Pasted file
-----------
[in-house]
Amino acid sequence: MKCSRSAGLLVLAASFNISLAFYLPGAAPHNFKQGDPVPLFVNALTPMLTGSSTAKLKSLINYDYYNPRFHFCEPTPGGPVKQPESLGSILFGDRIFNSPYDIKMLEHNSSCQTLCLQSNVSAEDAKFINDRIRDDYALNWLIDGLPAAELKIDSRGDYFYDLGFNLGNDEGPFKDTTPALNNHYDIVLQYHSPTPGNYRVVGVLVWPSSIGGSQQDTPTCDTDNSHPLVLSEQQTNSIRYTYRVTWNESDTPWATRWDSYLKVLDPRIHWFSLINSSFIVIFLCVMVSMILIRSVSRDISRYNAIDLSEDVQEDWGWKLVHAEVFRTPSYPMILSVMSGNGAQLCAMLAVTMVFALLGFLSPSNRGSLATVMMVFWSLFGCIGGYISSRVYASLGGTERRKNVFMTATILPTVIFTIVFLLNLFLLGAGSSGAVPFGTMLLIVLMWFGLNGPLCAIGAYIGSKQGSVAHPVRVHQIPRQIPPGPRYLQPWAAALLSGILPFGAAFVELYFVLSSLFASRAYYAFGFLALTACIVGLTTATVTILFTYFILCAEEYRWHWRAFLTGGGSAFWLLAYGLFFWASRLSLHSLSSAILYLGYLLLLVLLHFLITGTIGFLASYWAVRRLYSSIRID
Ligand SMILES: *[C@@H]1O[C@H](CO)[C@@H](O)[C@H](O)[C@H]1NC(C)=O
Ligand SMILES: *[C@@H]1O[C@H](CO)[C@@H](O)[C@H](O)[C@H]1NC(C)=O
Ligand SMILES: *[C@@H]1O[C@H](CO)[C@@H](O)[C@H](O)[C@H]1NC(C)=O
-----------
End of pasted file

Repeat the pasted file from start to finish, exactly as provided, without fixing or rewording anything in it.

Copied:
[in-house]
Amino acid sequence: MKCSRSAGLLVLAASFNISLAFYLPGAAPHNFKQGDPVPLFVNALTPMLTGSSTAKLKSLINYDYYNPRFHFCEPTPGGPVKQPESLGSILFGDRIFNSPYDIKMLEHNSSCQTLCLQSNVSAEDAKFINDRIRDDYALNWLIDGLPAAELKIDSRGDYFYDLGFNLGNDEGPFKDTTPALNNHYDIVLQYHSPTPGNYRVVGVLVWPSSIGGSQQDTPTCDTDNSHPLVLSEQQTNSIRYTYRVTWNESDTPWATRWDSYLKVLDPRIHWFSLINSSFIVIFLCVMVSMILIRSVSRDISRYNAIDLSEDVQEDWGWKLVHAEVFRTPSYPMILSVMSGNGAQLCAMLAVTMVFALLGFLSPSNRGSLATVMMVFWSLFGCIGGYISSRVYASLGGTERRKNVFMTATILPTVIFTIVFLLNLFLLGAGSSGAVPFGTMLLIVLMWFGLNGPLCAIGAYIGSKQGSVAHPVRVHQIPRQIPPGPRYLQPWAAALLSGILPFGAAFVELYFVLSSLFASRAYYAFGFLALTACIVGLTTATVTILFTYFILCAEEYRWHWRAFLTGGGSAFWLLAYGLFFWASRLSLHSLSSAILYLGYLLLLVLLHFLITGTIGFLASYWAVRRLYSSIRID
Ligand SMILES: *[C@@H]1O[C@H](CO)[C@@H](O)[C@H](O)[C@H]1NC(C)=O
Ligand SMILES: *[C@@H]1O[C@H](CO)[C@@H](O)[C@H](O)[C@H]1NC(C)=O
Ligand SMILES: *[C@@H]1O[C@H](CO)[C@@H](O)[C@H](O)[C@H]1NC(C)=O